This exploratory studied utilized a quantitative approach to examine beliefs about depression and treatment held among African American Christian women. The convenience sample consisted of 106 African American Christian women from three Boston area churches. Standardized instruments included Center for Epidemiological Studies-Depression Screen (CES-D), Robinson Resistance Modality Inventory (RRMI), and the Shepherd Scale (SS). The non-randomized Beliefs about Depression and Treatment (BHBI) was also utilized. Results from the Center for Epidemiological Studies Depression Scale indicated that depression was prevalent in the sample (n=64). Results from MANOVA and Rasch Rating Scale Models indicated that education, age and psychological resistance had a statistical and significant relationship on beliefs about the origins and existence of depression. This sample of women were found to be optimal resistors as scored from the Robinson Resistance Modality Inventory (n=82). The sample was also found to be highly evangelical Christians as measured by the Shepherd Scale. BHBI subscale revealed that study participants believed that the existence and origins of beliefs emanated from brain changes, an abuse history, a sickness needing treatment, and a health condition. Prayer and psychotherapy were reported as the most acceptable forms of treatment for depression.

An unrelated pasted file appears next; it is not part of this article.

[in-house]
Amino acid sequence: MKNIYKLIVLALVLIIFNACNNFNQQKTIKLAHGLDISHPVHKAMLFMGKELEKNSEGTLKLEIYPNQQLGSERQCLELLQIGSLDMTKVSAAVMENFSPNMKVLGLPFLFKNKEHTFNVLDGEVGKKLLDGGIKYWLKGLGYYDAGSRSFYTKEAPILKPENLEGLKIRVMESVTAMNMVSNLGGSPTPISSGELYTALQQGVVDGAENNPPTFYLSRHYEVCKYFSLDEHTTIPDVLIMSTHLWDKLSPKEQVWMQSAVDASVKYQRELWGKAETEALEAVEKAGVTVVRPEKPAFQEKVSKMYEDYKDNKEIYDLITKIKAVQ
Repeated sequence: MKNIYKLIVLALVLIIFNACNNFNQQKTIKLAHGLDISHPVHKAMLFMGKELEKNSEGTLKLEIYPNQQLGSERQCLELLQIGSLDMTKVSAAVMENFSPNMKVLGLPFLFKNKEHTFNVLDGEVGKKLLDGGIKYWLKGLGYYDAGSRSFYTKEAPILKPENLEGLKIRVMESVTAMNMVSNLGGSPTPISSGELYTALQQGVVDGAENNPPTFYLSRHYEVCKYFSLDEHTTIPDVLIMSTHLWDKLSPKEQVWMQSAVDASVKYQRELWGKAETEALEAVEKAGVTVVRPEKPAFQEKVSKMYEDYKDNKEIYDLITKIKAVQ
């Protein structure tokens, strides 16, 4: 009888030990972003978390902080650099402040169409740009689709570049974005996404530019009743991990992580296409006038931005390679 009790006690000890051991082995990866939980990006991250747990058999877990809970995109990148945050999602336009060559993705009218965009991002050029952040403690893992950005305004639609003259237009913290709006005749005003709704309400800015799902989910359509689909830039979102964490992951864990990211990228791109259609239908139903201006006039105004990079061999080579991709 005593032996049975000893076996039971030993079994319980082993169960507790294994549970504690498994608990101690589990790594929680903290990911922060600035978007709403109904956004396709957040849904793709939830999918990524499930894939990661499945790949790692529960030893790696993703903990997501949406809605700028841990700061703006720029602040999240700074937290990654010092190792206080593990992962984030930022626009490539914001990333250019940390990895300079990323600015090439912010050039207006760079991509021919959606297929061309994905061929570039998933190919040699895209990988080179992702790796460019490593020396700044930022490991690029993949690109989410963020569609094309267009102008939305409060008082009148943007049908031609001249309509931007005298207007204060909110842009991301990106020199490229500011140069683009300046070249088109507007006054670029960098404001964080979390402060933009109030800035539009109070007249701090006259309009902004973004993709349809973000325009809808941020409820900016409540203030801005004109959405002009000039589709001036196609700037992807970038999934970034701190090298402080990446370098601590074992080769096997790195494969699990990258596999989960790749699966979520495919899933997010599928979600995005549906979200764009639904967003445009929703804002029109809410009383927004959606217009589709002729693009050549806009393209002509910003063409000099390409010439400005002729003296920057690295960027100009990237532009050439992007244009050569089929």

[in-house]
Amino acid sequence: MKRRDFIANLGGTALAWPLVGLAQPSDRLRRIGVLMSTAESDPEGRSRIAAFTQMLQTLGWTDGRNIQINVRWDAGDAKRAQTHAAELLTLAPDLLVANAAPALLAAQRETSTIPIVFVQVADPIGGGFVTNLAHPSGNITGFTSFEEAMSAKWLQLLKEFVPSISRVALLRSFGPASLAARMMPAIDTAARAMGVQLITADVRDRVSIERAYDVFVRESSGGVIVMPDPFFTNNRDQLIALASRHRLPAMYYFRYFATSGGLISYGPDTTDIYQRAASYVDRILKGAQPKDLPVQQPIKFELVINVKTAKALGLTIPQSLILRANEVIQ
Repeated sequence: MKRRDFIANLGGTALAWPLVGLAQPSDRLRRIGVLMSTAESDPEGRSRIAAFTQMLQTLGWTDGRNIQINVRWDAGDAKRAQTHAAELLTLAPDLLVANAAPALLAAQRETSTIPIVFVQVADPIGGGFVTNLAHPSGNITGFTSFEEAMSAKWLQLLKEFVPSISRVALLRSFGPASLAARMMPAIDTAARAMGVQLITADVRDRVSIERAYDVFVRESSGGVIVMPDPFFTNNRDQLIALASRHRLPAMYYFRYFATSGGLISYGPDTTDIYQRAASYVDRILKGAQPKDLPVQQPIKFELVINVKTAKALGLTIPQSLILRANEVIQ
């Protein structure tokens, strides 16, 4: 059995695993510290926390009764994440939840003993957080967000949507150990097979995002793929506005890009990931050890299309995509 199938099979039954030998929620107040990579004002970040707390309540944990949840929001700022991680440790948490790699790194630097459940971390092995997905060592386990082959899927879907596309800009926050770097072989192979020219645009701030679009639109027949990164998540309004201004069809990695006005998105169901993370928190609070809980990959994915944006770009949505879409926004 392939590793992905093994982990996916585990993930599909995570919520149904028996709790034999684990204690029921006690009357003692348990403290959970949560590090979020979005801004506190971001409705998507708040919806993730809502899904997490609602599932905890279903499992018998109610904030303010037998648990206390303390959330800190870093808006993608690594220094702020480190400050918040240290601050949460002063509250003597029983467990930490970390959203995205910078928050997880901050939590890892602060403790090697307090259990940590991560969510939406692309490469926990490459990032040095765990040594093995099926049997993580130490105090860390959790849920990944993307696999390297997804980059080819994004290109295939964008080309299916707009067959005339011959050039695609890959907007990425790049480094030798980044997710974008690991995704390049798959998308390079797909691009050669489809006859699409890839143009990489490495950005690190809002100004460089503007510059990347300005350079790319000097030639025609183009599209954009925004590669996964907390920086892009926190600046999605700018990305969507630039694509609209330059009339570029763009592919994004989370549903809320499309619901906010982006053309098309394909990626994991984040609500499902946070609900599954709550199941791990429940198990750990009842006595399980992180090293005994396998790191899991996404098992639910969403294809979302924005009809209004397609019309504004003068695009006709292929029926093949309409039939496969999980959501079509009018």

|Advisor:||Robinson-Wood, Tracy L.|
|Commitee:||Jenkins, Yvonne, Okun, Barbara|
|School Location:||United States -- Massachusetts|
|Source:||DAI-B 72/06, Dissertation Abstracts International|
|Subjects:||Mental health, Clinical psychology, Spirituality|
|Keywords:||African Americans, Christianity, Depression, Prayer, Treatment|
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